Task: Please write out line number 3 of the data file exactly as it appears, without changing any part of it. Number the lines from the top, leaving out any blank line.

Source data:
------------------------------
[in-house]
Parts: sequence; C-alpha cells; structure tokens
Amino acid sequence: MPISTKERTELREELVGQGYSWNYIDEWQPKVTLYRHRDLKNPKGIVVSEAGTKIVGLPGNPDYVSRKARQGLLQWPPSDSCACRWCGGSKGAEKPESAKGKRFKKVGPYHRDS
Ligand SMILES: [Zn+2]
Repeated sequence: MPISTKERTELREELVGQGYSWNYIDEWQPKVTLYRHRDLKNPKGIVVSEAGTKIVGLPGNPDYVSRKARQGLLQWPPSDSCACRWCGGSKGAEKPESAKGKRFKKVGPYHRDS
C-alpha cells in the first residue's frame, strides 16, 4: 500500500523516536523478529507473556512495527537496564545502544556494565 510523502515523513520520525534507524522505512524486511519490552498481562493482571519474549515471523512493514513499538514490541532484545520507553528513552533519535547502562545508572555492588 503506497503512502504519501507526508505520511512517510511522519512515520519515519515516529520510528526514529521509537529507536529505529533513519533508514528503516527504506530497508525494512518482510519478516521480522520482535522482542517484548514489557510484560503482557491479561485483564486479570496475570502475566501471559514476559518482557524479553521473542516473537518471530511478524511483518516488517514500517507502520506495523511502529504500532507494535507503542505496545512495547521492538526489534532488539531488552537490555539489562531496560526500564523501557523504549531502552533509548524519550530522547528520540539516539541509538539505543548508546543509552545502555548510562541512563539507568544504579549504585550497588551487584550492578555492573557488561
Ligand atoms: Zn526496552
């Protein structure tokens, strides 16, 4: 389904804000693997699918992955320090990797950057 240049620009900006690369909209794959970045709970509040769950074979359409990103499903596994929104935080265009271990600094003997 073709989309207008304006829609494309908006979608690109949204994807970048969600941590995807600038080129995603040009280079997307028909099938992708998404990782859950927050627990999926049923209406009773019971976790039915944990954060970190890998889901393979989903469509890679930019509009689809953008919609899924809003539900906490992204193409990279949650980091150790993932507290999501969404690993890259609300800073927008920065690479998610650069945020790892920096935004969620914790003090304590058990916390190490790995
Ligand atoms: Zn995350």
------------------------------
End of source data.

Amino acid sequence: MPISTKERTELREELVGQGYSWNYIDEWQPKVTLYRHRDLKNPKGIVVSEAGTKIVGLPGNPDYVSRKARQGLLQWPPSDSCACRWCGGSKGAEKPESAKGKRFKKVGPYHRDS